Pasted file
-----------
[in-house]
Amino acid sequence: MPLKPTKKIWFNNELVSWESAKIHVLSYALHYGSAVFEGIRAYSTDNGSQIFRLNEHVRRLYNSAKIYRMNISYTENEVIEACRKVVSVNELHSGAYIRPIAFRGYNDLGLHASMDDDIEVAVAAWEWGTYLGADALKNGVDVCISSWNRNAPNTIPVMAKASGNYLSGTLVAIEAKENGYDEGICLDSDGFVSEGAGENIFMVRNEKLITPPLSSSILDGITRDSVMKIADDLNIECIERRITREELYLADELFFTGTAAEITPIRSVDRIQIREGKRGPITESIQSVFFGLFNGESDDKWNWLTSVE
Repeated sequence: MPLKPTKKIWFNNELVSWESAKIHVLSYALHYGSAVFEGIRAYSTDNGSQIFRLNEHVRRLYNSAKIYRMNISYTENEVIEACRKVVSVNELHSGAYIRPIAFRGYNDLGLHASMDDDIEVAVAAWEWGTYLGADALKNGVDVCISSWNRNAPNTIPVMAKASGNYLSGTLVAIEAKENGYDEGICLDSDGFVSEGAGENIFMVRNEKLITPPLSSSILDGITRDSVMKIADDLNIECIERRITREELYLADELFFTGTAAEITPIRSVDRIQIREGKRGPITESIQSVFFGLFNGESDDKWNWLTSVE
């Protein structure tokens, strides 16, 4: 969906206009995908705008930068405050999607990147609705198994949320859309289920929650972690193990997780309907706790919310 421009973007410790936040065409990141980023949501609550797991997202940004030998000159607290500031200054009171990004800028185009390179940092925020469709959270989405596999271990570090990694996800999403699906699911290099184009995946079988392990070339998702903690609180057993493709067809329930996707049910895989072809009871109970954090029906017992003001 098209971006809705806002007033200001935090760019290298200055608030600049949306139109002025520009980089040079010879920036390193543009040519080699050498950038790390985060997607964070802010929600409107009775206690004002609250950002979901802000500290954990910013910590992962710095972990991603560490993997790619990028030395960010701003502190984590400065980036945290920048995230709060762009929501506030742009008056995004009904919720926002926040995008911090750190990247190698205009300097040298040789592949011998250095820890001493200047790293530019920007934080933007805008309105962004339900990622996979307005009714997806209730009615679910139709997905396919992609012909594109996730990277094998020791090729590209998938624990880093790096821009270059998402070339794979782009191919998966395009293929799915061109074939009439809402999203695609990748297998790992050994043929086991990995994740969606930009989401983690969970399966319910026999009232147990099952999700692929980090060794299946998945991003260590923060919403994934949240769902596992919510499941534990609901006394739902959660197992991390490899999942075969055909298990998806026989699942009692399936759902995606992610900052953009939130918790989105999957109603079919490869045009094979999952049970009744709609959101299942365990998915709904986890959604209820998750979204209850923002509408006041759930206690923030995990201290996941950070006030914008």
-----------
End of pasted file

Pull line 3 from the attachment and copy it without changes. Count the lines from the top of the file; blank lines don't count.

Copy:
Repeated sequence: MPLKPTKKIWFNNELVSWESAKIHVLSYALHYGSAVFEGIRAYSTDNGSQIFRLNEHVRRLYNSAKIYRMNISYTENEVIEACRKVVSVNELHSGAYIRPIAFRGYNDLGLHASMDDDIEVAVAAWEWGTYLGADALKNGVDVCISSWNRNAPNTIPVMAKASGNYLSGTLVAIEAKENGYDEGICLDSDGFVSEGAGENIFMVRNEKLITPPLSSSILDGITRDSVMKIADDLNIECIERRITREELYLADELFFTGTAAEITPIRSVDRIQIREGKRGPITESIQSVFFGLFNGESDDKWNWLTSVE